Parental involvement in treating and preventing drug abuse is often one of the most important ways of handling the problem. If you have a child make sure they do not fall victim to addiction and are educated enough to ‘say no.’ As a parent make sure you know the signs and do something if you think your son or daughter is using drugs.

Child Drug Abuse Prevention Tips For Parents – 7 Ways to Help Promote Your Child’s Safety

Having an open caring relationship with an adult role model is a critical piece of preventing drug abuse in children.

Parents and primary care givers have a critical role in preventing children’s in involvement with drugs and alcohol. It is a virtual dead certainty that your child will come in contact with drugs and alcohol sooner rather than later. How they handle it can be largely determined by parental involvement and preparation. Please do not ignore this problem and hope it will simply go away. Here is why.

Some facts on child drug use. (Office of National Drug Control Policy)

o The single leading cause of death among youth is driving under the influence.

o The second leading cause is suicide. Drugs are present 60% of the time.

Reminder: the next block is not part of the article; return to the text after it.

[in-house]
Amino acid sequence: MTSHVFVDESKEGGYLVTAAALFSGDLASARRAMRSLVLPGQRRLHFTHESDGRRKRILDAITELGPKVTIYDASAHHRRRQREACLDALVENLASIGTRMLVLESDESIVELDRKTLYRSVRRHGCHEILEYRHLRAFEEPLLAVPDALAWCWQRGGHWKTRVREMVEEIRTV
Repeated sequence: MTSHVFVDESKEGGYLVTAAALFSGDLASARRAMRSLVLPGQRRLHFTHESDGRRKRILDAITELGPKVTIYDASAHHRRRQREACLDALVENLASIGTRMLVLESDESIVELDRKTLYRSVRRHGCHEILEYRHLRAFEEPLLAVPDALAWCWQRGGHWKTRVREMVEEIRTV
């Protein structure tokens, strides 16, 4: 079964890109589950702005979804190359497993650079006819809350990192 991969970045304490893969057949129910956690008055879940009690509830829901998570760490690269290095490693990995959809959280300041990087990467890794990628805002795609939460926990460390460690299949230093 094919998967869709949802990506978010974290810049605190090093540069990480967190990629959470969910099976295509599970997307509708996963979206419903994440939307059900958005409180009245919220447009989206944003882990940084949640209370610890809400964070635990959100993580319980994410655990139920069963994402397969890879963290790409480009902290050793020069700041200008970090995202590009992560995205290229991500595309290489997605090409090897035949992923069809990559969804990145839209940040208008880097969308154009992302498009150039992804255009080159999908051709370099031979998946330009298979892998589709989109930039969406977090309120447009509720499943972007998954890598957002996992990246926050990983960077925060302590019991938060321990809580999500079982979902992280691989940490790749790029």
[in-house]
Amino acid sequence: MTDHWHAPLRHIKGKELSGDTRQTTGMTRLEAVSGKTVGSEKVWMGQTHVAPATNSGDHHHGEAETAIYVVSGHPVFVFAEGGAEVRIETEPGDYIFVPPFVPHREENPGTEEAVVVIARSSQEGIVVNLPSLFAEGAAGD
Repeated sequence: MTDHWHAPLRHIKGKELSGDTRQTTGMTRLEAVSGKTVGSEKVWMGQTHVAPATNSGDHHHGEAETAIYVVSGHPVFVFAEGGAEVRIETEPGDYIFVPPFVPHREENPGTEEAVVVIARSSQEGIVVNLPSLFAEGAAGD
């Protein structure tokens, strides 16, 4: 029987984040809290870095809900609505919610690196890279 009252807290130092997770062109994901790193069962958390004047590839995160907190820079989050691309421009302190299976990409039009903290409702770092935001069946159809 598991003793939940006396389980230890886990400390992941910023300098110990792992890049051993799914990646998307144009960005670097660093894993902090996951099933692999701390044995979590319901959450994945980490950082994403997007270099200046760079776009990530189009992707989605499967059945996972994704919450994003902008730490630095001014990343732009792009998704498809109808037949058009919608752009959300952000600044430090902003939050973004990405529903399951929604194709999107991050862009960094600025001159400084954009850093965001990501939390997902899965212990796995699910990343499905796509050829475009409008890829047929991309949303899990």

o The average age of first use of alcohol is 11 years old.

o Of children who use alcohol or drugs before age 15, 40% are later classified with an addiction.

No parent wants to see their child involved with drugs. The likelihood of a child associating with drug-using friends is reduced by a close relationship with their parents There are some specific steps you can take to help your child be properly prepared to meet the challenge of drugs and alcohol. Here they are:

1. Give clear messages and expectations that using drugs is not OK. Don’t assume your child knows your views, state them and make them clear as a bell.

2. Be a good, active listener. Be alert to both spoken and implied messages when you or your child is speaking about drugs. Have discussions not arguments.

3. Help with your child deal with peer pressure to use drugs. Review possible scenarios or listen to what has happened. Work out the possibilities both the pros and the cons of the situation as well as expected or potential outcomes. Help to plan appropriate actions and empower your child to act.

4. Get familiar with your child’s friends and parents. Meeting your children’s friends will give you a sense of their personalities, what they are “into”,” and their family situations. Don’t be too quick to judge a child’s friends, though. Radical styles and unconventional appearances may be nothing more than a badge of identity.

5. Know your child’s whereabouts. Children who had the least amount of monitoring or ‘latchkey’ kids are at greater risk of drug use and at earlier ages. Check up on your child’s whereabouts.

6. Supervise activities. Unsupervised parties or activities are an open invitation to drug use.

7. Have open, honest and sincere conversations with your child about using drugs and alcohol and the consequences.

These tips are just the tip of the iceberg on proactive steps you can take as parents in protecting and preparing your child for exposure to drugs and alcohol use. More information and resources are freely available.